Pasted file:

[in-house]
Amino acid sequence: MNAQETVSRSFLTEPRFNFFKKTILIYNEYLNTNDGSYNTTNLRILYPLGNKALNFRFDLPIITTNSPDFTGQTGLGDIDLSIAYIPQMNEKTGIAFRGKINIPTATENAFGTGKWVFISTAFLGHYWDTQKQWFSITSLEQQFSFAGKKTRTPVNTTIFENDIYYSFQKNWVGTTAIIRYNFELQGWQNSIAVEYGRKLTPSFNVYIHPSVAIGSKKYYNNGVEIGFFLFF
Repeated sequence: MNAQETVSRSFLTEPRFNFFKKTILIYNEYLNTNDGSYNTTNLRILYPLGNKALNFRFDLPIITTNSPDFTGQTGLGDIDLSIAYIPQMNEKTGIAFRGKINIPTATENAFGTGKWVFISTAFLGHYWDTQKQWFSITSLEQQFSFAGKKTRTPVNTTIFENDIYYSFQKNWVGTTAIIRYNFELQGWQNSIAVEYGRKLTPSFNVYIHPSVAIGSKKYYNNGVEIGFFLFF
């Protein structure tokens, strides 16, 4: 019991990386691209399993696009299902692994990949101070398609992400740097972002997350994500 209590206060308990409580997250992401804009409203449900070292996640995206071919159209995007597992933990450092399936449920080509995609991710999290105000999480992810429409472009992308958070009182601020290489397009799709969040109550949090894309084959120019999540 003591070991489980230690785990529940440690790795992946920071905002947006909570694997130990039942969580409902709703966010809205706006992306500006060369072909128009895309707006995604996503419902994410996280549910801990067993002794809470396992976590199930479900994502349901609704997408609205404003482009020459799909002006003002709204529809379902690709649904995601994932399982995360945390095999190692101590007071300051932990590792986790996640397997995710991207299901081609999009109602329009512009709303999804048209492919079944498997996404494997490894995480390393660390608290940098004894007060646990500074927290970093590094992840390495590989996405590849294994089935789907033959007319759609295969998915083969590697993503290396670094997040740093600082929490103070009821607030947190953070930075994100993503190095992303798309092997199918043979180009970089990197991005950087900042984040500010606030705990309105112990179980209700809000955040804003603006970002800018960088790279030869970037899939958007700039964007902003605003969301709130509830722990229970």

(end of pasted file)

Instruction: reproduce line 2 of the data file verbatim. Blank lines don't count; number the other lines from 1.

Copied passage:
Amino acid sequence: MNAQETVSRSFLTEPRFNFFKKTILIYNEYLNTNDGSYNTTNLRILYPLGNKALNFRFDLPIITTNSPDFTGQTGLGDIDLSIAYIPQMNEKTGIAFRGKINIPTATENAFGTGKWVFISTAFLGHYWDTQKQWFSITSLEQQFSFAGKKTRTPVNTTIFENDIYYSFQKNWVGTTAIIRYNFELQGWQNSIAVEYGRKLTPSFNVYIHPSVAIGSKKYYNNGVEIGFFLFF